Maryland elected officials step in to support Baltimore keeping schools open in face of rising parental clamor

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A cadre of Baltimore’s political leaders stands behind City School CEO Sonja Santelises’ decision to keep schools open in face of an increasing clamor from teachers and parents to shut school buildings.

At a news conference Monday morning, a half dozen political leaders joined Santelises to underscore the need to keep schools open in the face of the rapidly spreading omicron variant of the coronavirus. Santelises announced the addition of rapid tests to the multi-layered testing program the city schools already use, and said the snowstorm would require her to bump back the return to schools for all students to Thursday.

City School CEO Sonja Santelises announced at a press conference the addition of rapid tests to the multi-layered testing program the city already uses, and said the snowstorm would require her to bump back the return to schools for all students to Thursday, but a half dozen political leaders joined her to underscore the need to keep schools open in the face of the omicron variant.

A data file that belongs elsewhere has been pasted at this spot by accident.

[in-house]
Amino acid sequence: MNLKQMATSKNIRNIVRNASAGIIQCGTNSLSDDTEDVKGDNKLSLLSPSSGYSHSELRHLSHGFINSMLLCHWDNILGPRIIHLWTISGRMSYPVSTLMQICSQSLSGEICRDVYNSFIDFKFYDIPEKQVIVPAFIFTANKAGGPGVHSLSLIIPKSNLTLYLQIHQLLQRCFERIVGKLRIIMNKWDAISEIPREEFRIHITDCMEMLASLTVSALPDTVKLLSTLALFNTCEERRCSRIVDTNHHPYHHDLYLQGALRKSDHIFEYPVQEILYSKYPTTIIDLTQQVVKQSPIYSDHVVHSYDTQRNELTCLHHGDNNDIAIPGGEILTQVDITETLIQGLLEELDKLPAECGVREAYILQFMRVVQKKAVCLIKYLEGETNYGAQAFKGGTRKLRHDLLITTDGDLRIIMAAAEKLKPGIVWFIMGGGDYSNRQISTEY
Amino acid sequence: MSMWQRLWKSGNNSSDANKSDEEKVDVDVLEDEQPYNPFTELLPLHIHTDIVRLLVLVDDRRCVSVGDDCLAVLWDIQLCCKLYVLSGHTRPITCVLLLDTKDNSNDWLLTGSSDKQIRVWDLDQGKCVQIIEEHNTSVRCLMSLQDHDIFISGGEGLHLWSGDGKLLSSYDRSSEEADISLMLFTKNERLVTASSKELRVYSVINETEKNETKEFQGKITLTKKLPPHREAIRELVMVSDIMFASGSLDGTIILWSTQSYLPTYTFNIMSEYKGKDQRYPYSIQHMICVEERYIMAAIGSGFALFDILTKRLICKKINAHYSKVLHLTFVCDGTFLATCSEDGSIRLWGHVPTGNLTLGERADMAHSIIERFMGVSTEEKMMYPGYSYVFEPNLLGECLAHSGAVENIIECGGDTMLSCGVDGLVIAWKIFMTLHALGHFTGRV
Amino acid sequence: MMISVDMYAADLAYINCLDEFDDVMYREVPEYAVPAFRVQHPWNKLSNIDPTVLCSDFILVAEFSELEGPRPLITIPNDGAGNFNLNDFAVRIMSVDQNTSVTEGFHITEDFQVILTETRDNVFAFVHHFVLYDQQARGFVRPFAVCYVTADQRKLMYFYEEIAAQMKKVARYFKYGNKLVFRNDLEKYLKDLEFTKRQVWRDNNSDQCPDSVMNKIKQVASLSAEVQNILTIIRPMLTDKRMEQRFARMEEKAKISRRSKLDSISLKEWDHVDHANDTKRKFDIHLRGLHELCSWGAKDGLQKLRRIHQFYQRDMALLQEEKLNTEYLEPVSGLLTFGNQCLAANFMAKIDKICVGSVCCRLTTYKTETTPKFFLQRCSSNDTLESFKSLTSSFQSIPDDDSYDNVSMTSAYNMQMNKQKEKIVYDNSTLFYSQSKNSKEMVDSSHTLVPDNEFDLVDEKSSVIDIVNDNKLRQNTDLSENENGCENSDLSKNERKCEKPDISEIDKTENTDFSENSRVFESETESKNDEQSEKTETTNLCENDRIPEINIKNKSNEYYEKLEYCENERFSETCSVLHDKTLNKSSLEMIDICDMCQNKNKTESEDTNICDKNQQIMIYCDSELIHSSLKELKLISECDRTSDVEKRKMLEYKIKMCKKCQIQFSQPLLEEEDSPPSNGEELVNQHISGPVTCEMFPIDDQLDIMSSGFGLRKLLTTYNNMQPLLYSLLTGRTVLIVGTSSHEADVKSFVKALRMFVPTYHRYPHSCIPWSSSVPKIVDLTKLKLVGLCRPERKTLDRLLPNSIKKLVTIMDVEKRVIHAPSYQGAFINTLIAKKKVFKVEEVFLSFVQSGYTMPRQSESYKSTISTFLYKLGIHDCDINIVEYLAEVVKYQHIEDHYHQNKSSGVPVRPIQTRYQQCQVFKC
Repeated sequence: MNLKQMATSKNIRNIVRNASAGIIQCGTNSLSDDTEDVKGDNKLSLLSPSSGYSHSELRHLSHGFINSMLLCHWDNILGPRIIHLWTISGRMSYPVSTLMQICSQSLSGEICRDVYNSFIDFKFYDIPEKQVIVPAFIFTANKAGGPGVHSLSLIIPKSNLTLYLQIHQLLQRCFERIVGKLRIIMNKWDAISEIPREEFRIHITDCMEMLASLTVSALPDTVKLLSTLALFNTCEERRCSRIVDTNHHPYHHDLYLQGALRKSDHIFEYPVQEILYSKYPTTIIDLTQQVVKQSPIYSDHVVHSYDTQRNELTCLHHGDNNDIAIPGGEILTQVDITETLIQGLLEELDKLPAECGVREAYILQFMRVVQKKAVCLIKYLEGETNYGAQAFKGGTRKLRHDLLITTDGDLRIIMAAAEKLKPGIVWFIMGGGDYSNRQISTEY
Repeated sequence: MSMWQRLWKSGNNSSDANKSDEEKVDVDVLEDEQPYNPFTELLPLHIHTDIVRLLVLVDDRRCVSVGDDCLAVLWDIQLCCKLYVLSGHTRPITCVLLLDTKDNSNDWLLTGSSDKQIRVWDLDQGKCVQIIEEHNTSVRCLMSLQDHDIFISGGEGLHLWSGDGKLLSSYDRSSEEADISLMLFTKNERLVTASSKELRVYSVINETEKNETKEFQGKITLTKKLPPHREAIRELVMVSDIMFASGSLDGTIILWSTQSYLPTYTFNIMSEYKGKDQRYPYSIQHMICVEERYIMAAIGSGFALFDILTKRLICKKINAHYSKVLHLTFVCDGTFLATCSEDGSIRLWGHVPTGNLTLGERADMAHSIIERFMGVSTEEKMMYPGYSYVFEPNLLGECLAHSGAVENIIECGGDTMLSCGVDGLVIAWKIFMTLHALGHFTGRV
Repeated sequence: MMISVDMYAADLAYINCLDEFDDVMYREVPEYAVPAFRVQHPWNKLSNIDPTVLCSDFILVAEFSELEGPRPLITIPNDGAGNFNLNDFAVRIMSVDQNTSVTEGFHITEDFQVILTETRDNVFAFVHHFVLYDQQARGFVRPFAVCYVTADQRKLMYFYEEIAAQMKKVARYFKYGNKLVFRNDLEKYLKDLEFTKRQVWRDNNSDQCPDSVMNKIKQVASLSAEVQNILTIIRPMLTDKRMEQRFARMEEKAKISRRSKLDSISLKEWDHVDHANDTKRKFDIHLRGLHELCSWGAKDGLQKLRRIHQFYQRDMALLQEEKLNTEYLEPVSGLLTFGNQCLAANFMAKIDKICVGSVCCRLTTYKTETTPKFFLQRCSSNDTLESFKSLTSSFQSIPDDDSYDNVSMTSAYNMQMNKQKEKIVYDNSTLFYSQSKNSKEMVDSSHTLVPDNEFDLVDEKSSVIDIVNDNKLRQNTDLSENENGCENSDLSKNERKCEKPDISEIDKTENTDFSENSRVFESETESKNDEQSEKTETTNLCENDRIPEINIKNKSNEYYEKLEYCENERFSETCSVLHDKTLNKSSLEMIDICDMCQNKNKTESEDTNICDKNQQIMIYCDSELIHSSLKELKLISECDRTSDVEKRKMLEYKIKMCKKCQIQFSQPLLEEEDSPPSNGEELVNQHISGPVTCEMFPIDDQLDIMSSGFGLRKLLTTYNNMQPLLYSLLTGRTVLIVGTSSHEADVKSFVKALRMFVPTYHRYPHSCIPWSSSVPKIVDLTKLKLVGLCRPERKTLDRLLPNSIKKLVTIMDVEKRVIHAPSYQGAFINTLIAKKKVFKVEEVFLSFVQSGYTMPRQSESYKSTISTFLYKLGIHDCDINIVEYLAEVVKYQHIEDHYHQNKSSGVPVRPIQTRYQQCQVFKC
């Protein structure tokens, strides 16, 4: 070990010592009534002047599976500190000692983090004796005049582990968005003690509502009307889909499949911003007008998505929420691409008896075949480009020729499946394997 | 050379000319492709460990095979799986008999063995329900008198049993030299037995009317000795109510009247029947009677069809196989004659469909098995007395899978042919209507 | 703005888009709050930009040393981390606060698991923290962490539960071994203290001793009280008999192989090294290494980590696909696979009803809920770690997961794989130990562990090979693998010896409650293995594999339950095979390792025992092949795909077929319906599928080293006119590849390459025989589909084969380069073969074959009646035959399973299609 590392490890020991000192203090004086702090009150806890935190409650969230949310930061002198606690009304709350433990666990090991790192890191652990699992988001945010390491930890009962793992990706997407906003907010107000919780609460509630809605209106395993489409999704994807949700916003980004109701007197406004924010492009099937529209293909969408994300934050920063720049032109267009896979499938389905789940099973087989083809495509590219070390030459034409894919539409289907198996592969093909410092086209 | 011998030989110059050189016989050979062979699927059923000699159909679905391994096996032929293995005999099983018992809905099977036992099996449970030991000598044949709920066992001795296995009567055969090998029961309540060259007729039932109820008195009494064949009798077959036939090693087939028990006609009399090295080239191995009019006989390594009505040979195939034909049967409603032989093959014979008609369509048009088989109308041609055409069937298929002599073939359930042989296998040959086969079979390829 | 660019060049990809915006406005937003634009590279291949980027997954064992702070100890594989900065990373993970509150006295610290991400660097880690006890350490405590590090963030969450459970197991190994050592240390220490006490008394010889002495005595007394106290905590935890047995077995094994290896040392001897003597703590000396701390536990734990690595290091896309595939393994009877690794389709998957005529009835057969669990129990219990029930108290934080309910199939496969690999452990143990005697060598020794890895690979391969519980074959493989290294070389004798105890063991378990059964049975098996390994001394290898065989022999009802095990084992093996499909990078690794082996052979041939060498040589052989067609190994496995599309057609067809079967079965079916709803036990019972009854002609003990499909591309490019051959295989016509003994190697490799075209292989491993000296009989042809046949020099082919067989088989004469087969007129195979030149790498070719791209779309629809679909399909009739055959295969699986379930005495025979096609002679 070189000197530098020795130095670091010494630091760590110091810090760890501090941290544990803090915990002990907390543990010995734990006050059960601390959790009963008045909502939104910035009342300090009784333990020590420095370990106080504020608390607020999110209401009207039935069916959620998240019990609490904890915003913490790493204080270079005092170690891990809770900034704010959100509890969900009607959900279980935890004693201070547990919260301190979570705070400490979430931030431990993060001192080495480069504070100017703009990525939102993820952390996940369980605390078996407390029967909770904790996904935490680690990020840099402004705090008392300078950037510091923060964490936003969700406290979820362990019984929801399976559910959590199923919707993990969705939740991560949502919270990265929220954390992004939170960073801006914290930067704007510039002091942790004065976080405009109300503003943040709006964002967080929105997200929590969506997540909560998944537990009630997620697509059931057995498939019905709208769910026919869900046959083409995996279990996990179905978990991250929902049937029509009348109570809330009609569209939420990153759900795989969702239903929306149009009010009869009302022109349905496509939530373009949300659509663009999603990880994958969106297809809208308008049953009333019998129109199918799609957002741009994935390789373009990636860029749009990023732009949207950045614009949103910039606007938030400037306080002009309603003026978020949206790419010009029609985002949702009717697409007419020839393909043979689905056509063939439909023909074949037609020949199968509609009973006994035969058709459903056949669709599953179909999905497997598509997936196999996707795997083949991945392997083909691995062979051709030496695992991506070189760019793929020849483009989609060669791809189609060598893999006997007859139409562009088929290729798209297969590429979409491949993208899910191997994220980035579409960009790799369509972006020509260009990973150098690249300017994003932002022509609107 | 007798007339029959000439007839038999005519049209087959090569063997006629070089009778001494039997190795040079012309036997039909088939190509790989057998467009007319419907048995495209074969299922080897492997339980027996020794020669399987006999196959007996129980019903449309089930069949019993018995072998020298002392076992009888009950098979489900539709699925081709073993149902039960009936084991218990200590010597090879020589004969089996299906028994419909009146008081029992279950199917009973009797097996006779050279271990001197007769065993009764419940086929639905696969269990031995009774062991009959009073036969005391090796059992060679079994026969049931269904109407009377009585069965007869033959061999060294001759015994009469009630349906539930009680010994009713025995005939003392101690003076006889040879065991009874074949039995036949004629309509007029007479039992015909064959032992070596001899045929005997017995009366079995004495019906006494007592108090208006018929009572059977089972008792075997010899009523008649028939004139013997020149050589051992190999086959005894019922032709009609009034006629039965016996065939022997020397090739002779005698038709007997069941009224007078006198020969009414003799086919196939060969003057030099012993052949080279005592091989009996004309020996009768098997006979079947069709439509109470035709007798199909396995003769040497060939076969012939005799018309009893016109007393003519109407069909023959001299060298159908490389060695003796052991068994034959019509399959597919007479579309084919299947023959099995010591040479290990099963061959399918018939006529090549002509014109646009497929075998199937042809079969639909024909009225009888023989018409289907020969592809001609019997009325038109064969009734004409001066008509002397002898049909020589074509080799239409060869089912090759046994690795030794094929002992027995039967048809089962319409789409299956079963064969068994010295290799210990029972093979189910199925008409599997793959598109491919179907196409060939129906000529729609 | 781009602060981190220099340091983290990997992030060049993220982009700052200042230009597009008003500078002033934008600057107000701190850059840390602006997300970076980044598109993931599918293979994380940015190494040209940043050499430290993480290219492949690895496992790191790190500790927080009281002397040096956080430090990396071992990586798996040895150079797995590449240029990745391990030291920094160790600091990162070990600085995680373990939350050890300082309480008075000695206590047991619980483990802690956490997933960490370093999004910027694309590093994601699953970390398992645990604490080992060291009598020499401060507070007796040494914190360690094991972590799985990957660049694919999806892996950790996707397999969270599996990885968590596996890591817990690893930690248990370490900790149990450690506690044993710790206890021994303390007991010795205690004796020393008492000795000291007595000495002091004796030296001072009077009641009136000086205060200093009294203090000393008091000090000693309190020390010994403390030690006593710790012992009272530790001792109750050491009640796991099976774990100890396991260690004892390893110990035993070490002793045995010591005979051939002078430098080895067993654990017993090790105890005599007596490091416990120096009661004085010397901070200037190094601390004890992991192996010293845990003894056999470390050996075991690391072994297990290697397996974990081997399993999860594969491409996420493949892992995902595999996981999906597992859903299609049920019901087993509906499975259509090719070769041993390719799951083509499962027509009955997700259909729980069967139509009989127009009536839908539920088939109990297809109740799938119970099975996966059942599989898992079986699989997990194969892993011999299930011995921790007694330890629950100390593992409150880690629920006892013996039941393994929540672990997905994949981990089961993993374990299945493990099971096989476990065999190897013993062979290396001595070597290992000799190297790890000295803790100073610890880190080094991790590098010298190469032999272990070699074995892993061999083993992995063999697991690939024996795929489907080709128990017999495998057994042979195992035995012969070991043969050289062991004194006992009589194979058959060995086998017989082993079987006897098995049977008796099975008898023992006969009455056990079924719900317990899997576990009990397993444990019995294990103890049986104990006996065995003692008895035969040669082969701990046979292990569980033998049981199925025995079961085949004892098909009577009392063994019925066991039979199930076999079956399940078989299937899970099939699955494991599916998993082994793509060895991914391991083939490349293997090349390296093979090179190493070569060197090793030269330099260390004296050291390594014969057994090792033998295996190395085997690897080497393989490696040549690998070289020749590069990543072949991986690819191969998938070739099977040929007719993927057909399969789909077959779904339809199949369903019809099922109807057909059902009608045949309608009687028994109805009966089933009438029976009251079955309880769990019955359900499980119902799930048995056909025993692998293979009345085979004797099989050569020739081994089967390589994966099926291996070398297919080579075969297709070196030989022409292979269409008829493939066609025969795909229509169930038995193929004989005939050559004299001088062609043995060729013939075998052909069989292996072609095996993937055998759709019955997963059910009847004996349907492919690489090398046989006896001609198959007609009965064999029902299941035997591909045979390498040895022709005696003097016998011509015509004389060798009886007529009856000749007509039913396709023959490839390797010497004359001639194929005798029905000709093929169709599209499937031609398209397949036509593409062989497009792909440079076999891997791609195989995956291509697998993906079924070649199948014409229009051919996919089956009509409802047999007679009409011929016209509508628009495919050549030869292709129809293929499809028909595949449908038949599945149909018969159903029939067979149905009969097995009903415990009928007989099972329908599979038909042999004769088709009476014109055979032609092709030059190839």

The elected officials said they were concerned the city’s most vulnerable children not again be locked out of the place that provides them with food, emotional support and learning.

“The omicron variant is once again causing unimaginable disruptions, but those disruptions cannot extend to our students and our schools,” said Maryland state Senate President Bill Ferguson whose children attend city schools.


He said students had suffered during the long shutdown of schools that began when the pandemic arrived.

“Two years ago we did not have vaccinations and we didn’t have rapid tests and pool testing and new treatments,” Ferguson said. “It is not March of 2020; it is now 2022. And we have multiple levels of prevention to make schools some of the safest places in our city.”

State Del. Stephanie Smith, a Democrat representing Baltimore, said she supports keeping schools open to protect the most vulnerable children.

“We know that schools are not just where people are being educated, it is where they are being nourished to offset the trauma of this life before the pandemic and after,” she said.